Four Year Strong have catapulted to the top of the pack as one of the premier pop punk acts in the world today. Returning with their latest studio album In Some Way, Shape, Or Form, the band are at their most ambitious and experimental best. Forming from the ashes of the beloved seminal punk rock band The Movielife, I Am The Avalanche have spread like wildfire throughout the punk community, fast becoming a cult favourite amongst fans and their peers alike. A band as lively and explosive as their name implies, Fireworks have taken the field and shaken it up with their latest offering Gospel. Catch all three bands at their Melbourne sidewave on Tuesday 28 February at the Hi-Fi.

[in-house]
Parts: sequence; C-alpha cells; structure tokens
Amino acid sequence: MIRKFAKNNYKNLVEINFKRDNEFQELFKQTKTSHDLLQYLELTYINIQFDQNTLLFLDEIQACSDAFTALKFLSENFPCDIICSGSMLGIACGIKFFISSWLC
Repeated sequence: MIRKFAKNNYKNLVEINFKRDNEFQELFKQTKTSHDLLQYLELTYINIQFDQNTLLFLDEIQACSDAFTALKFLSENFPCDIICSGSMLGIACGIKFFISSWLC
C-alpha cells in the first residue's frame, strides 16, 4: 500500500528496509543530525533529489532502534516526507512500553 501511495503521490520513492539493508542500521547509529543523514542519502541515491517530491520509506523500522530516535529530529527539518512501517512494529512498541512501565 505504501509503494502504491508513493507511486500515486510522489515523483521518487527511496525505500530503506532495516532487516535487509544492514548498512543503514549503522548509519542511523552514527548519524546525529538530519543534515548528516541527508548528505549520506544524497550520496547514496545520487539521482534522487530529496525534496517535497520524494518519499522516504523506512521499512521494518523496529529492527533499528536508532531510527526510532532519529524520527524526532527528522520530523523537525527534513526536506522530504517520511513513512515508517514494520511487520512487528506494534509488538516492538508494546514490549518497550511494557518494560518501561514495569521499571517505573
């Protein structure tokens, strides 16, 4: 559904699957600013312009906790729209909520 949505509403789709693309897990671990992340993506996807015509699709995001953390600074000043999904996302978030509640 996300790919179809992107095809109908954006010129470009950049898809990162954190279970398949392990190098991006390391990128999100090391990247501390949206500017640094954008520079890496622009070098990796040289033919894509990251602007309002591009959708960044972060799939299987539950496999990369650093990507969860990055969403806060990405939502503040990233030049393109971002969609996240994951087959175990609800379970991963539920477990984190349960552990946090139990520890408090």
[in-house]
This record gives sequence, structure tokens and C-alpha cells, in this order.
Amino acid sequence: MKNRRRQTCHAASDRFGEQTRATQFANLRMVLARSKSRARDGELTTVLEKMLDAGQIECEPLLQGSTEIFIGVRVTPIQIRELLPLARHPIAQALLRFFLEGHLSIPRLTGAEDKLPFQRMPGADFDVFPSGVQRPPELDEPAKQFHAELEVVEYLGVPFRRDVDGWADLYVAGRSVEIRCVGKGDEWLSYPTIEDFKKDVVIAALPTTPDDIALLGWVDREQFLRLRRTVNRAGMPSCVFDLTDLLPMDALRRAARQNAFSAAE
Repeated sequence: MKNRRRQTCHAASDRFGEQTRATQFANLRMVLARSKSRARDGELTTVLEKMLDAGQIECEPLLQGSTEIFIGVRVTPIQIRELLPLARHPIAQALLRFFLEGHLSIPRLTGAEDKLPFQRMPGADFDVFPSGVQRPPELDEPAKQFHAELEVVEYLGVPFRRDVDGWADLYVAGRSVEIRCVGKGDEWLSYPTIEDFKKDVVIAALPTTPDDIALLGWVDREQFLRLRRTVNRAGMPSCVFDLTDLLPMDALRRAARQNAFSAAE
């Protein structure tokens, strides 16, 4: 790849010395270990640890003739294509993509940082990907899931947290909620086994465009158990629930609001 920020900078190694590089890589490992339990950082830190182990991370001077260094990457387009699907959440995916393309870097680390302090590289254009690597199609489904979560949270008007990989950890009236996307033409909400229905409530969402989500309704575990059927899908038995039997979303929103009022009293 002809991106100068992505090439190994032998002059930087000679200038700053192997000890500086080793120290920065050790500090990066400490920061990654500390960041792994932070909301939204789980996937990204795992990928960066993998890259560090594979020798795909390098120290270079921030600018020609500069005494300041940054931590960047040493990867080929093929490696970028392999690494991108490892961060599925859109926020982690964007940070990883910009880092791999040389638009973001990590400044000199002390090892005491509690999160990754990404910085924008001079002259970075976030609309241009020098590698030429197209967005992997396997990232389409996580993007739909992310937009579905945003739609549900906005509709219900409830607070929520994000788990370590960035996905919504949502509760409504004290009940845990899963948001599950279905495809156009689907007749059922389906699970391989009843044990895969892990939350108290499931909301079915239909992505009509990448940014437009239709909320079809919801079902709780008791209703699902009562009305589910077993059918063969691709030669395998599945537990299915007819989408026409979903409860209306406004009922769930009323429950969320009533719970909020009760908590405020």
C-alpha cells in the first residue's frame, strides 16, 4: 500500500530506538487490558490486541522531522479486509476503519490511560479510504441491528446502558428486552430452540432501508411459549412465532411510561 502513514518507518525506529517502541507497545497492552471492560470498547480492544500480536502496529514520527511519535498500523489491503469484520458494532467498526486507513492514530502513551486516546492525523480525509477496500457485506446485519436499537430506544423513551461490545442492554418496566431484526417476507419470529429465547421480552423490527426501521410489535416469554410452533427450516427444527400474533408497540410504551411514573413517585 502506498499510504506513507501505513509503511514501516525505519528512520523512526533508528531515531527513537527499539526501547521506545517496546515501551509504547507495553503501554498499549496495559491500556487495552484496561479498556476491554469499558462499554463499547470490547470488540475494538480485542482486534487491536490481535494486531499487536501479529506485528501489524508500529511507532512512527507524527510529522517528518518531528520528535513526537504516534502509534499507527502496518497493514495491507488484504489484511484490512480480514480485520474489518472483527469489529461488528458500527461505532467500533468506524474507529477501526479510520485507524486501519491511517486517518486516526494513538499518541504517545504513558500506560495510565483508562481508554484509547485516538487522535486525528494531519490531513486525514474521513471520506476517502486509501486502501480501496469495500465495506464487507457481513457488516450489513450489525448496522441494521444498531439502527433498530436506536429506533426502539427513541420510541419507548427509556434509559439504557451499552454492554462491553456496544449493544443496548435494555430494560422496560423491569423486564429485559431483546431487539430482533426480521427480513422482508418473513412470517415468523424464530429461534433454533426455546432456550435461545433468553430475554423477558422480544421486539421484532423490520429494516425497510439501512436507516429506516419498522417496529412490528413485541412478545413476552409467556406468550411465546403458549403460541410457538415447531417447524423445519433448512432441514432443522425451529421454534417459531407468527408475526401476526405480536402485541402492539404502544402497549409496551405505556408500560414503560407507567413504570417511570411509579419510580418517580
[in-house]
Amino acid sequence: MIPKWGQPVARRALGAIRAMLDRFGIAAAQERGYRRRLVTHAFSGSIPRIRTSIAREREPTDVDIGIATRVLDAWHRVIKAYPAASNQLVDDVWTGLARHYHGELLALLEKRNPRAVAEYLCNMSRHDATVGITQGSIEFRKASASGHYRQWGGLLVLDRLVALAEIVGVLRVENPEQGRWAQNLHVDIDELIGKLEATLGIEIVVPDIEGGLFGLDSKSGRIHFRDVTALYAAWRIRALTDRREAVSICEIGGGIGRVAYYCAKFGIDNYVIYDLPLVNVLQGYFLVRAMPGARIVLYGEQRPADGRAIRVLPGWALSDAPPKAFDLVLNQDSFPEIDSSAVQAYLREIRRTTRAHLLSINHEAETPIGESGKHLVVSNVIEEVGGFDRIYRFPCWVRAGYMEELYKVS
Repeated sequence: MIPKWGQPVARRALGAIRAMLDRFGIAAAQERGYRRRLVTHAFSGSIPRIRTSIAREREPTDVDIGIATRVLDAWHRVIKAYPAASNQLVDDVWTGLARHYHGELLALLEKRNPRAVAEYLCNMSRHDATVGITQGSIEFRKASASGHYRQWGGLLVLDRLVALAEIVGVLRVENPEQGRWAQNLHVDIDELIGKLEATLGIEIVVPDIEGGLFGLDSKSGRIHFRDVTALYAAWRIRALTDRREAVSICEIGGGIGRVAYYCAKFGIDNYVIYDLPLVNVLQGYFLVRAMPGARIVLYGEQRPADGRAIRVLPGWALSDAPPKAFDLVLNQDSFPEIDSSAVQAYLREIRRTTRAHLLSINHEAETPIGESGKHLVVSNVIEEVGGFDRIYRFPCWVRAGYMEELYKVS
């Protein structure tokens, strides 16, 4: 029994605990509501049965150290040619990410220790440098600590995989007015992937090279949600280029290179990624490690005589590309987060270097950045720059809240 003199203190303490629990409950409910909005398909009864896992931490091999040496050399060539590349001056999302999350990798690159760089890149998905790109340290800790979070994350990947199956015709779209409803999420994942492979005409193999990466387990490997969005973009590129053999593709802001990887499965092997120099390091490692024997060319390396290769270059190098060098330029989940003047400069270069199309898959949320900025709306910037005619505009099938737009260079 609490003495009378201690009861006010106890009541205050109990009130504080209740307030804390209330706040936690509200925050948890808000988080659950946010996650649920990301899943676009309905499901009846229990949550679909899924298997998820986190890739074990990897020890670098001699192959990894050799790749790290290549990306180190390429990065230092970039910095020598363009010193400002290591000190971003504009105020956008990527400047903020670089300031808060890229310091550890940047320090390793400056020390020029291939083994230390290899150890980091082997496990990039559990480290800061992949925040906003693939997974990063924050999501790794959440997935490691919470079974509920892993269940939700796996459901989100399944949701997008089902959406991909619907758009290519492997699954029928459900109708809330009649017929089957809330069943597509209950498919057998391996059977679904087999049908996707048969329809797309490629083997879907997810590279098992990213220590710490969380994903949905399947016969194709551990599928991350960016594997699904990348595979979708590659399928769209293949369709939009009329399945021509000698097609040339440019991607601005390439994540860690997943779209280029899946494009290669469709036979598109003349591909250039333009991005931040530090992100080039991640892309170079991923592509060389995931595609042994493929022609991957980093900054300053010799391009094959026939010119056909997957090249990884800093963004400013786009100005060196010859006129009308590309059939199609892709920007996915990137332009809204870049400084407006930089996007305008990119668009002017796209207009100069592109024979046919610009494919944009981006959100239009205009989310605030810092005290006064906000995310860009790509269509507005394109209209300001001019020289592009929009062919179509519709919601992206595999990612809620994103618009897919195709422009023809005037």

On Tuesday 28 February, UK post-punk legends The Sisters Of Mercy will play a headline performance at the Corner. It will be the only headline performance for the band in Australia, who are touring as a part of the Soundwave Festival. Despite numerous lineup changes, disputes with their record company that saw the band cease recording in 1990, legal battles and internal dissent, The Sisters Of Mercy have remained at the forefront of the underground scene since their formation in Leeds more than 30 years ago. New and unreleased songs make up half of any Sisters set these days, although the classics get a good thrashing in rotation.